Three years ago, when Odd Future shot up from the hip-hop underground into the broad pop cultural consciousness, their reputation was one predicated on aggression and rebellion. Led by Tyler, the Creator, the young Los Angeles brigade blew a giant raspberry at middle American morality, lobbed around slurs and expletives with gleeful abandon, put on punk rock-style performances and won supporters through a blend of intriguing musicianship and sardonic confidence. But as the group’s reign has continued, another dimension has gradually come into focus. The other side of Odd Future is focused on calmer, sweeter, subtler sounds more interested in analyzing emotions than stirring the pot. Wounded-sounding heartthrob Frank Ocean’s R&B led this charge, and the Internet’s slinky neo-soul/R&B stylings were not far behind. The L.A./Atlanta-based Odd Future sub-group led by vocalist Syd Tha Kyd (aka Sydney Bennett) and producer Matt Martians (aka Matthew Martin) never had any hesitation about associating their softer sounds with the Odd Future brand. “If you listen to the chords in Tyler’s music, they’re a lot like ours. Everybody in Odd Future listens to neo-soul,” Bennett says. “We’re more than just a rap collective. We’re a collective.”
Bennett, 21, and Martin, 25, took separate but similar paths into lives dedicated to music. As a kid, the albums Bennett first adored were Brandy’s self-titled 1994 album and Usher’s My Way, whereas Martin’s earliest favorites were A Tribe Called Quest’s Midnight Marauders and N.E.R.D.’s In Search Of... While Bennett has frequently indicated in interviews that Erykah Badu is the Internet’s most crucial influence, this band likely wouldn’t be around if it wasn’t for N.E.R.D.—specifically, its sub-group the Neptunes, featuring producers Chad Hugo and Pharrell Williams. After spending years wanting to grow up to be a basketball player, Bennett altered her aspirations around eighth grade when her father gave her a laptop containing a copy of GarageBand, and the Neptunes were blowing up. “When the Neptunes started taking over the pop charts, [with] a lot of the songs they were making, I always would say, ‘I wish I had made that,’” Bennett recalls. (Martin and Tyler, the Creator also bonded through a Neptunes message board way back when, so there’s a third link.)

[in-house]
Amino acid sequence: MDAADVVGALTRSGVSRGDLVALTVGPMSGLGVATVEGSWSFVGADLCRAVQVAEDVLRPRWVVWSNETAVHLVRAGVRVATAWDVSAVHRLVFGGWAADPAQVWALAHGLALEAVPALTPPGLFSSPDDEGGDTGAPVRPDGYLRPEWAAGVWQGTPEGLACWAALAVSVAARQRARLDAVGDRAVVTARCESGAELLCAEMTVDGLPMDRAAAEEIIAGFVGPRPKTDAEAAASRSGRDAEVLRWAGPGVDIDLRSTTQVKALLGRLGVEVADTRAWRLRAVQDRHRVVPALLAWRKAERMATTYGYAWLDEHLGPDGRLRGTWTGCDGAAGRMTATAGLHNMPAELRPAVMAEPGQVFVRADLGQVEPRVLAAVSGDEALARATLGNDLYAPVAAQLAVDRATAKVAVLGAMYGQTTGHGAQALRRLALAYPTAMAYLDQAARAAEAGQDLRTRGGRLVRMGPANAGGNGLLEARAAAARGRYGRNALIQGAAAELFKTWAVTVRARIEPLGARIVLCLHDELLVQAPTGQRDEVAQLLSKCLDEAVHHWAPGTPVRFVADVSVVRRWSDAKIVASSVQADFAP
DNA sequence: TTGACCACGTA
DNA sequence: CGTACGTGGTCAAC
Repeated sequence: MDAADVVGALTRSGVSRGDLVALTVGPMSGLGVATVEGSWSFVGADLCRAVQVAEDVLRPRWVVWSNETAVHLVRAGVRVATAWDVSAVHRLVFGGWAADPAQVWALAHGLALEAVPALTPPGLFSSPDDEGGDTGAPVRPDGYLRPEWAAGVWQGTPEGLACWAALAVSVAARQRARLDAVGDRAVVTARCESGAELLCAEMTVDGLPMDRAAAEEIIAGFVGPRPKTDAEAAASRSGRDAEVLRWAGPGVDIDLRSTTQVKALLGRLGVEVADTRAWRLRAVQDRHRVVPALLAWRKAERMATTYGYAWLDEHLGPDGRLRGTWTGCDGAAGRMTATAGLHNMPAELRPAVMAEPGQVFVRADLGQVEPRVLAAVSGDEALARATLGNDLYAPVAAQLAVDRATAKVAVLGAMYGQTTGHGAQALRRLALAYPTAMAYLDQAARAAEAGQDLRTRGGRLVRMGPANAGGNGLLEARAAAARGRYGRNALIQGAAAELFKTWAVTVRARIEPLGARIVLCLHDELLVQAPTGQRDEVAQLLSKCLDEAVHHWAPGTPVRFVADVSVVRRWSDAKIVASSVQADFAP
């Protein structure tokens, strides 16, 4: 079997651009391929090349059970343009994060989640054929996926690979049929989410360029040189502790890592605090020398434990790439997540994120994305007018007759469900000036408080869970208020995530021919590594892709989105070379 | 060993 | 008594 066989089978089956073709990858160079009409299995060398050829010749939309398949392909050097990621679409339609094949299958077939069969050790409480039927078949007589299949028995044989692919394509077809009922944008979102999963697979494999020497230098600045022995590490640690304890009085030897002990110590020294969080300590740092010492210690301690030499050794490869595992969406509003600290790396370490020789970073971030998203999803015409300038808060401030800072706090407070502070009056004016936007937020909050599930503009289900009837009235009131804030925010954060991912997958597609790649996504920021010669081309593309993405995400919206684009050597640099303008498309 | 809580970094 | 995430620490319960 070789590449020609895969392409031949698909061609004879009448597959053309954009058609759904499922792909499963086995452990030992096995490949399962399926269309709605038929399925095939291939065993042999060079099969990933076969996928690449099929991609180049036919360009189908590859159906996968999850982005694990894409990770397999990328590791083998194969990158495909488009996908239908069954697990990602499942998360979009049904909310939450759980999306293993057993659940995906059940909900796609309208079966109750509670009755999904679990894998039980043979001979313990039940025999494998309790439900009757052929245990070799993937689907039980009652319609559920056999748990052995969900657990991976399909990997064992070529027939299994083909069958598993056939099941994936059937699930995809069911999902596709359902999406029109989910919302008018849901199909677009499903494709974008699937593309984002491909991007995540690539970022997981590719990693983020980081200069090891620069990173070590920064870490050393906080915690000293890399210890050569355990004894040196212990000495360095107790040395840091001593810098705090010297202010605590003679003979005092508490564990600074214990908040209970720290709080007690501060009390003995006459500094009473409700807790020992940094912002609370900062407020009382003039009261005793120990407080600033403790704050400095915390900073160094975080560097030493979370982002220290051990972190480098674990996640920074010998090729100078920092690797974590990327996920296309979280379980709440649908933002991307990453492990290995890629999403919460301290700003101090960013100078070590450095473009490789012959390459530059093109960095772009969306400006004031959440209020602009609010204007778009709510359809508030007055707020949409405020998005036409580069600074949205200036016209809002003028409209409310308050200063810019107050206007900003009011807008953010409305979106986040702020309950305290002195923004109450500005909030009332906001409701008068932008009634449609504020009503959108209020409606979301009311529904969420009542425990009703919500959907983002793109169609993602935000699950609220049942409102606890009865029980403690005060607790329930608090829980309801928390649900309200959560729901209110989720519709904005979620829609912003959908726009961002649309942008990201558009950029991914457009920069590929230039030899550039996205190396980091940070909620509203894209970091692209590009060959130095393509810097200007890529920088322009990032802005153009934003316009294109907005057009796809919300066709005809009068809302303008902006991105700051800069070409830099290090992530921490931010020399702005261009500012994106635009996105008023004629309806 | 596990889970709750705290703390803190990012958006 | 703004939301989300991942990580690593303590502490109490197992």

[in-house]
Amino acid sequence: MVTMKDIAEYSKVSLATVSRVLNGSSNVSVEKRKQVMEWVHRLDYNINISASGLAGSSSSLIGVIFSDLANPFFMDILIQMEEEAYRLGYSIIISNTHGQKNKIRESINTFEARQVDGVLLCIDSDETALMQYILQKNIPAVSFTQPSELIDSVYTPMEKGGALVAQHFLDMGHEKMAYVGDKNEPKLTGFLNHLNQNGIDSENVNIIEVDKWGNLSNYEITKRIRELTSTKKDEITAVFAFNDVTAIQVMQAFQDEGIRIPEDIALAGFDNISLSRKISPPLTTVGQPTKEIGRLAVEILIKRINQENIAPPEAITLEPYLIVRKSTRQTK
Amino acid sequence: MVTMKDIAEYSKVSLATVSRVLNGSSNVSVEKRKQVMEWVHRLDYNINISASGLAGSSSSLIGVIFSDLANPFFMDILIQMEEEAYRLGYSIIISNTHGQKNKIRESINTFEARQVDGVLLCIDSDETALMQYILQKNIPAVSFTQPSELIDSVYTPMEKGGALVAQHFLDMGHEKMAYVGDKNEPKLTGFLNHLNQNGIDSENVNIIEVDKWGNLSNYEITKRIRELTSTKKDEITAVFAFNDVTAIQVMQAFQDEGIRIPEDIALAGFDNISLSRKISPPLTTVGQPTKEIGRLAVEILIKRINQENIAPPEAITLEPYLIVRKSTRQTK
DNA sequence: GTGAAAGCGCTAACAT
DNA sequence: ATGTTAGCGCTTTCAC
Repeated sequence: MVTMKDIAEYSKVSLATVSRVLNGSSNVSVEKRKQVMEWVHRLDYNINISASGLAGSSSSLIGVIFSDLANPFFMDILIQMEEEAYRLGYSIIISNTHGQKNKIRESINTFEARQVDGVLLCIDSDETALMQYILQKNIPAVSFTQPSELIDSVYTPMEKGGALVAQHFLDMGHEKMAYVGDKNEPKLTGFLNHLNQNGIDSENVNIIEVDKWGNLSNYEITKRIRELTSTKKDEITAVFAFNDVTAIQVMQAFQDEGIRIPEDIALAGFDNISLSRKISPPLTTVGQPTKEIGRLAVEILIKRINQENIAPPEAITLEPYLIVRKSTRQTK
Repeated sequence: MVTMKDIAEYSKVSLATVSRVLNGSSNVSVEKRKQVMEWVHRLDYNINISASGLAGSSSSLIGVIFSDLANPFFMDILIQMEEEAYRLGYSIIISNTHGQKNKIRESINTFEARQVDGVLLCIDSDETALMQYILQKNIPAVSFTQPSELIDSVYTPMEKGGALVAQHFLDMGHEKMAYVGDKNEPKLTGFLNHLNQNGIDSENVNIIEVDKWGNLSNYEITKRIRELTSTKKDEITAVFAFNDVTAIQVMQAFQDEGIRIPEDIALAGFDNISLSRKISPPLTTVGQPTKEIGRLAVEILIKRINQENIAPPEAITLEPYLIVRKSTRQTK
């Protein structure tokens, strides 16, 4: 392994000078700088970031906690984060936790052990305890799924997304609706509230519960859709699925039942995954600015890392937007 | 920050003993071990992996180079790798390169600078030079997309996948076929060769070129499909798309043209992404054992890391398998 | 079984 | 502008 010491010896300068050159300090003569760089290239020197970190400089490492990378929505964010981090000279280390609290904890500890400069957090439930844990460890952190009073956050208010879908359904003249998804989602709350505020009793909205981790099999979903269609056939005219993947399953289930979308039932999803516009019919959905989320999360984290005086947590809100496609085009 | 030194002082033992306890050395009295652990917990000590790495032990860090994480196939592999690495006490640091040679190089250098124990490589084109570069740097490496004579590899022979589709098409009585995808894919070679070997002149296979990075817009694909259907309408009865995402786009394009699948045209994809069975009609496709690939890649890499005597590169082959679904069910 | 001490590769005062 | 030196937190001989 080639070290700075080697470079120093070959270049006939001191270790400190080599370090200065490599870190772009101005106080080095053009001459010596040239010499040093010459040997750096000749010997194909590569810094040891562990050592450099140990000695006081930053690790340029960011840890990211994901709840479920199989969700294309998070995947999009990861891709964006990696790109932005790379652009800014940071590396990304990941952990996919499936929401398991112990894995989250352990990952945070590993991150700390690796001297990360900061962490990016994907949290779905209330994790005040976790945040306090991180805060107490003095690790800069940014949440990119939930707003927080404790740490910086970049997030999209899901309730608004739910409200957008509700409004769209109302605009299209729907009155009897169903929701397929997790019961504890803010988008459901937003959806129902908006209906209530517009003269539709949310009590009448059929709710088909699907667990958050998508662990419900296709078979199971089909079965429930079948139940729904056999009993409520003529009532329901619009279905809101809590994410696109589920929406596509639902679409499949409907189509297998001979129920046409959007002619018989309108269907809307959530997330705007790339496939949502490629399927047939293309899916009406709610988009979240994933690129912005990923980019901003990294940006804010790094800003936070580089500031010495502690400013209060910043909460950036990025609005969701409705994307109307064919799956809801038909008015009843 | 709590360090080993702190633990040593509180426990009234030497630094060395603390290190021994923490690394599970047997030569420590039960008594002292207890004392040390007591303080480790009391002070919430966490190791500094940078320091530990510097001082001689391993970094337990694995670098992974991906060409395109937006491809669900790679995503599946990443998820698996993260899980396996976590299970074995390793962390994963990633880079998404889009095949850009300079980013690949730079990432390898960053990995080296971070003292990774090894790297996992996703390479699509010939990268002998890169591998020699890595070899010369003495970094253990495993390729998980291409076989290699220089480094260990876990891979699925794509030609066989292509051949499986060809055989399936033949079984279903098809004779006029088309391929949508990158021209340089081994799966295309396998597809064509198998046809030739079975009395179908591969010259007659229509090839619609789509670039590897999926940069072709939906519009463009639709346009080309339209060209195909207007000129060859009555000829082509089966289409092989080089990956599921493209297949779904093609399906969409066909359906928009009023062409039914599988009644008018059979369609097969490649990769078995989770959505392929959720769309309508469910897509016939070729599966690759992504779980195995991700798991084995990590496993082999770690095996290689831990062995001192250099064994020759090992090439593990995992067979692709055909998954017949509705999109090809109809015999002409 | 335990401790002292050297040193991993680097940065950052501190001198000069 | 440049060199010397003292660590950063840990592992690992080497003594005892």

MySpace first brought Bennett and Martin together as friends around 2007. Their working relationship materialized in late 2011 when Purple Naked Ladies, the Internet’s luminescent first full-length, was the inaugural album to be released by the new Odd Future Records. Reviews for Ladies were moderately good, but as the press discussed the Internet, coverage increasingly focused on Bennett’s sexuality and her status as a gay woman in a rap outfit that’s cool with frequently using “faggot” and various misogynistic terms. Still, there was lots of goodwill for Bennett—that is until the video for the Ladies track “Cocaine” created a minor storm for exuding misogynistic vibes. In the clip, Bennett flirts with a new flame at a carnival, does drugs with her and eventually takes her to her truck. It closes with Bennett tossing her passed-out companion from her truck and driving off. The meaning of the “Cocaine” clip is relatively ambiguous, even with its grim imagery. That said, lesbian/bisexual women-focused site AfterEllen.com, among other outlets, took serious offense to it. Bennett ended up dedicating a Tumblr post to explaining the video.
Martin, for one, doesn’t regret its creation. “It wasn’t done like, ‘Hey, this is our lives. Y’all are going to accept it,’” he says. “It was done with the intention to be artistic and be creative. It even shows our growth because our new videos are way more mature. The first album is goofy and loopy and random, and the second album’s a little bit more mature. I think it’s definitely a representation of its time. It’s tight.”
That tweaking in sensibility isn’t the only new facet shown off on 2013’s Feel Good, the Internet’s second LP. The album, which was produced by the Neptunes’ Hugo in another example of that connection, relies much more on live instrumentation than its predecessor, with music provided by bassist Patrick Paige II, drummer Christopher Allan Smith and keyboardist Tay Walker. “The newer stuff is definitely more of a collaborative effort with the whole band more so than any one person making a beat and we remaking it,” Martin says. “Every time we work on stuff anew, we try to utilize everybody’s best abilities in that beat at the time.”
The future is ever-promising for the Internet. Their reputation continues to build, the Odd Future link still pays cultural dividends, and Martin speaks earnestly about seeing no endgame in sight. “There’s a lot of bands I like that might go away for eight years [or] go away forever,” he says. “I always wanted to have a band that made really consistent, really good music all the time that I really was into. That’s why I started to do music in the first place.”
Mon., March 17, 8pm. $16. Theatre of the Living Arts, 334 South St. 215.922.2599. tlaphilly.com
The Pack A.D. are built for the road